Maculopapular or morbilliform eruptions are frequent dermatologic manifestations secondary to SARS-CoV-2 but are nonspecific to SARS-CoV-2 and may occur with other viral infections. The prevalence of maculopapular eruptions is between 16 and 47% in patients infected with SARS-CoV-2. These lesions last for 9 days and are widespread but spare mucosa, palms, and soles [13]. Catala et al. reported 176 cases of morbilliform eruptions, which were characterized by erythematous macules with areas of normal-appearing skin on the trunk and extremities with pruritus [19].

Pathogenesis

Maculopapular eruptions may be caused by viral SARS-CoV-2 particles and immune complex deposition that damage dermal vessels, causing lymphocytic vasculitis. These viral proteins can target Langerhans cells and keratinocytes [13].

Histopathology

The histopathology of maculopapular eruptions shows spongiotic dermatitis, vacuolar degeneration, as well as superficial perivascular and mixed inflammatory infiltrate [13]. The timing of biopsy is important: early-onset lesions present with epidermal spongiosis and mixed perivascular lymphocytic infiltrate consisting of eosinophils, while delayed lesions show mixed perivascular lymphocytic infiltrate with histiocytes within collagen fibers [13].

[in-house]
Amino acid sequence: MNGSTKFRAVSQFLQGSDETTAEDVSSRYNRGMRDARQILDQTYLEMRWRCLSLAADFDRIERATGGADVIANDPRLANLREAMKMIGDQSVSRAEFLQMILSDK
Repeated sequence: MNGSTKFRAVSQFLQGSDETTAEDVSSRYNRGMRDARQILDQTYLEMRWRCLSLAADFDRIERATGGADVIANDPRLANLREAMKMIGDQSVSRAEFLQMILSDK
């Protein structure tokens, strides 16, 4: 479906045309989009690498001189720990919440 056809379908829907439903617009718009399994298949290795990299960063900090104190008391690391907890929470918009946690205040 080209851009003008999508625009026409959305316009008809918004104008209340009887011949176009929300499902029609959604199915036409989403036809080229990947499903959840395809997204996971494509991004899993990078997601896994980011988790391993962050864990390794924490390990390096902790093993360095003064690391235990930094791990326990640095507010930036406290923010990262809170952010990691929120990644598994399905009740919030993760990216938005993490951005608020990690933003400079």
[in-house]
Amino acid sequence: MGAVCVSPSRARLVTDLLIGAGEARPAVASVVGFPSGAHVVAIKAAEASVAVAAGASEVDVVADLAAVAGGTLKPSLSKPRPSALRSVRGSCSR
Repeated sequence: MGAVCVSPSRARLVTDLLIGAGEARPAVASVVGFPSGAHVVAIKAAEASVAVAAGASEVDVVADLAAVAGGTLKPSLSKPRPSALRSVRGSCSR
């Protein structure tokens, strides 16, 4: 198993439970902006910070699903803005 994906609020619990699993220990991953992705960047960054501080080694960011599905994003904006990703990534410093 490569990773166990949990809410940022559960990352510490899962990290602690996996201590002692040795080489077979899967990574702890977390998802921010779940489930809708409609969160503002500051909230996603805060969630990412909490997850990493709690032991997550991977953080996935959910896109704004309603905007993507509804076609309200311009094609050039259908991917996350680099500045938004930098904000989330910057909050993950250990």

Prognosis/Treatment

Unlike CBLL, maculopapular eruptions are not indicative of disease severity [20]. Morey-Olive et al. reported a 6-year-old male with a positive SARS-CoV-2 PCR nasopharyngeal swab sample and developed a maculopapular rash on the trunk and extremities which self-resolved in 5 days without complications or treatments [19]. On the other hand, Hunt and Koziatek presented a 20-year-old healthy male with fever and diffuse maculopapular eruptions on the trunk and extremities that spared the face, mucosa and eyes; he was positive for SARS-CoV-2 by PCR and later required intensive care [21]. Given the non-specificity of maculopapular rashes to SARS-CoV-2, it is important to consider other causes for these lesions, such as adverse cutaneous drug reactions from hydroxychloroquine, azithromycin, chloroquine or others.

Management of these eruptions depends on the severity of the illness. In mild cases, topical corticosteroids can be used for pruritus. In severe cases, systemic corticosteroids may be used [22].

Urticarial Lesions

Clinical Presentation

Urticarial lesions are also nonspecific to SARS-CoV-2 infection and may occur with other viral infections. They constitute between 4 and 19% of SARS-CoV-2-associated dermatologic manifestations. These lesions are similar to idiopathic urticaria and predominantly affect the trunk with migratory, pruritic, edematous, variably sized wheals that resolve within 24 hours and leave no bruising or hyperpigmentation (Fig. 2). These lesions can be associated with angioedema [23].

Fig. 2
figure 2

Pink pruritic edematous wheals on trunk and arms

Pathogenesis